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Deerfield Posts Another Double-Digit Gain in 2018

Leadership succession is working out well at Deerfield, the hedge fund firm founded by the late Tiger Cub Arnold Snider.

Deerfield Management Co. is proving to be one of the most consistent large hedge funds focused on health care in the past five years.

The hedge fund firm has been profitable for at least the past five years, posting double-digit gains in four of them, including nearly 11 percent last year when broad equity indexes finished in the red, according to an investor in the fund. Deerfield did not return a call seeking comment.

Sure, Joseph Edelman’s Perceptive Advisors has generated greater total returns over this period, posting annual gains of more than 40 percent in three of the five previous years, including 2017. However, last year it suffered an 8.6 percent loss in its Perceptive Life Sciences Offshore Fund.

Larry Robbins’ Glenview Capital Management, which has held a very large allocation to health-care stocks over recent years, lost more than 16 percent in 2018, with most of the losses coming in December, according to HSBC data. However, the firm wiped out those losses in January after posting a 17.1 percent gain for the month, the best monthly performance in its 18-year history, according to HSBC.

Tiger Cub Arnold Snider founded Deerfield in 1994 with $17 million in equity. Snider, who had previously worked for Julian Robertson Jr.’s Tiger Management, retired in 2005 and died in 2014. Deerfield is now led by James Flynn, who has been with the firm since 2000.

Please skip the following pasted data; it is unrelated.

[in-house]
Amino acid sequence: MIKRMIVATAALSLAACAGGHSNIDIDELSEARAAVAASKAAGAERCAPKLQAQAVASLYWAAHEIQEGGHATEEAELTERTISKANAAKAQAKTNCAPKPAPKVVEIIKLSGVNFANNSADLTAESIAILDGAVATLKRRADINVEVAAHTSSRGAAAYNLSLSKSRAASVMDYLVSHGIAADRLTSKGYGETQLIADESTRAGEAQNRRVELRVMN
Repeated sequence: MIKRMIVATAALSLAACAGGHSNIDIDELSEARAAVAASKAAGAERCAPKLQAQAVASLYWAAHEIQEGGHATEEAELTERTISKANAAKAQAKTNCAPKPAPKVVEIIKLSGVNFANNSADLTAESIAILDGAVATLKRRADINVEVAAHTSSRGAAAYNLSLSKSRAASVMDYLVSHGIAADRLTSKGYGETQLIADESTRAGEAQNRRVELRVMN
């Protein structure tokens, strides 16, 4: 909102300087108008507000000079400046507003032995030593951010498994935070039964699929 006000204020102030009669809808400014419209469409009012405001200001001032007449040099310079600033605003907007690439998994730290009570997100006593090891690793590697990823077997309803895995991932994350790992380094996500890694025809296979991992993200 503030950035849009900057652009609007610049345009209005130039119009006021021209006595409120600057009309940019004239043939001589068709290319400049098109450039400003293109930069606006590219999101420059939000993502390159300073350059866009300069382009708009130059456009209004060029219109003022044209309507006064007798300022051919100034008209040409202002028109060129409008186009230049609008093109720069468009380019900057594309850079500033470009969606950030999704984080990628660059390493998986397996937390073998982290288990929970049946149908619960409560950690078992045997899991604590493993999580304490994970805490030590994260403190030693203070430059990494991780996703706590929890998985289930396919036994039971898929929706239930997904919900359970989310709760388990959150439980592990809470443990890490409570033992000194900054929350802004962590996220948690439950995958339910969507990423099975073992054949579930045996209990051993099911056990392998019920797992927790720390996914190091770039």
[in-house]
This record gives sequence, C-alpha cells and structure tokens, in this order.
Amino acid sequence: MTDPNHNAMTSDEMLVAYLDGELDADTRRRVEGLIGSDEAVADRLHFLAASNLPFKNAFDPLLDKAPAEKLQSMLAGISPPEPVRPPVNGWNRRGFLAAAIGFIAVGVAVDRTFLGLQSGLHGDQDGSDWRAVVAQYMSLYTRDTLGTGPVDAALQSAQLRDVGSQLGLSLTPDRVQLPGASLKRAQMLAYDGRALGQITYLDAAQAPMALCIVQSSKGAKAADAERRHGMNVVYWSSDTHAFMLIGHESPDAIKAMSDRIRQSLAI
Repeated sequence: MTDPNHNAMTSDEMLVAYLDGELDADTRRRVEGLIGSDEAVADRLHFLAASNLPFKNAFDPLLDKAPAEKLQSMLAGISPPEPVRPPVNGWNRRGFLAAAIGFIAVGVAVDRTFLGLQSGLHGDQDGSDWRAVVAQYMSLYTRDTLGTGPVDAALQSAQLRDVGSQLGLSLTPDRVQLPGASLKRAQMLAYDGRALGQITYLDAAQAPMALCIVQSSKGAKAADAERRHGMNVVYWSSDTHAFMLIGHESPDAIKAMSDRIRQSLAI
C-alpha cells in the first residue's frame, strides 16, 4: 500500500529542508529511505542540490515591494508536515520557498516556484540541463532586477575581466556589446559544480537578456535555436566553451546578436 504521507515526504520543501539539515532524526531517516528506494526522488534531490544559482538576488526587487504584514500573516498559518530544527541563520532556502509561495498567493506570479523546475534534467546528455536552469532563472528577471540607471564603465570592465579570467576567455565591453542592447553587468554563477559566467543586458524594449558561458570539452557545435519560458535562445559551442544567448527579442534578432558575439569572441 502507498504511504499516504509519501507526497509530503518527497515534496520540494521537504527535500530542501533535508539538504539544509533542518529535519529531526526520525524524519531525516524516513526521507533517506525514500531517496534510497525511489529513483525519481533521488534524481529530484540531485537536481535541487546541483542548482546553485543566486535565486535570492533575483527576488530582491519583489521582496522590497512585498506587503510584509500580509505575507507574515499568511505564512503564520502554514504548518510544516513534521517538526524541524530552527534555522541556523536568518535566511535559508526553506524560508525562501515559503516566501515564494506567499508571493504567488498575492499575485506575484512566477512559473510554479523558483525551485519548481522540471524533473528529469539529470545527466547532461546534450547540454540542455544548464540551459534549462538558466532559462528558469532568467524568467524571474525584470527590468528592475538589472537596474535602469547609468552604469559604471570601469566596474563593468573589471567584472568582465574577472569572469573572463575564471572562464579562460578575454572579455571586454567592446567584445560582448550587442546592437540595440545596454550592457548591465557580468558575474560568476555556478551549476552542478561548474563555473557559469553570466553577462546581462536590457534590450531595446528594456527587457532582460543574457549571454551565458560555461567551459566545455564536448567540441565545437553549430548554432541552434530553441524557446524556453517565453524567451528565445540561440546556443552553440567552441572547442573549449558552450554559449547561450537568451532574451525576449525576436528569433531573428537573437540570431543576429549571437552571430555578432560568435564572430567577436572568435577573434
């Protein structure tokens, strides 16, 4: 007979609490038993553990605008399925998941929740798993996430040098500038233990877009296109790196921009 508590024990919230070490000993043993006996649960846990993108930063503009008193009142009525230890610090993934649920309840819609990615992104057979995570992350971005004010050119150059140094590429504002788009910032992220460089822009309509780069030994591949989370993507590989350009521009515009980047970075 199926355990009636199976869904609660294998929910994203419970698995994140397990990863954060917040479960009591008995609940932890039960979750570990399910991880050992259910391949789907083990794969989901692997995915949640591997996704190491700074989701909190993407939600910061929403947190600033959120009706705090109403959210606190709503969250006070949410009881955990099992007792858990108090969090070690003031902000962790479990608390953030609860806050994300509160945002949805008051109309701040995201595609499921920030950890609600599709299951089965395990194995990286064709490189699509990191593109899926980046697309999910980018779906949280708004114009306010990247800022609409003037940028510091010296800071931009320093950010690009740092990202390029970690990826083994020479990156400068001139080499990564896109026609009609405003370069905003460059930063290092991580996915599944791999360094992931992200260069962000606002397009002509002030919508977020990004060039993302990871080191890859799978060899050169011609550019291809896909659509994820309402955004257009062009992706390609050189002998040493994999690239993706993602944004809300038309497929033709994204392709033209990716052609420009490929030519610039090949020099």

Deerfield says on its website that it manages more than $8 billion. Not all of it is believed to be invested in hedge funds. According to the website, some of the funds’ profits are donated to the Deerfield Foundation.

The hedge fund firm is well diversified, holding equity or debt in more than 100 companies. It also makes private investments in companies.

At the end of last year, Deerfield held 88 U.S. common stocks, according to its latest 13F filing. Of the 88, 16 are new positions established in the fourth quarter. Deerfield also liquidated 19 positions. 

Horizon Pharma was its largest long at yearend and has been a top-four holding for more than two years, according to regulatory filings. Deerfield took its initial position in the company's stock in the first quarter of 2013.

The biopharmaceutical company is based in Ireland, a corporate tax haven, but produces virtually all of its sales in the U.S. Horizon Pharma specializes in treating rare and rheumatic conditions. The stock has swelled about eight-fold since March 2013, including a surge of about 34 percent in 2018.

Two other stocks that were among Deerfield largest holdings last year were Homology Medicines and Mylan.

Mylan is the generic drug giant, which Deerfield has owned since the first quarter of 2015, according to regulatory filings. The stock plunged 35 percent last year, a big portion of that decline coming in the fourth quarter.

The company missed earnings estimates in the second quarter and faces generic competition for its EpiPen from Teva Pharmaceutical Industries. 

Homology, which is developing a gene-editing technology, went public in late March at $16 a share. 

Deerfield had earlier invested in the company when it was private and was the third largest shareholder with a 14.7 stake when it filed to go public, according to a regulatory filing at the time. Homology's stock closed at $22.36 at the end of last year.

The firm’s newest position in the fourth quarter was Britain's Orchard Therapeutics, which instantly became its second largest long position. The biotech company specializes in ex vivo gene therapies. Its American depositary shares went public in the fourth quarter, pricing at $14 each on October 31. The stock closed at $15.61 on Thursday.

Deerfield also made a private investment in Orchard. It held 6.7 percent of the shares pre-IPO, making it the third largest shareholder at the time.

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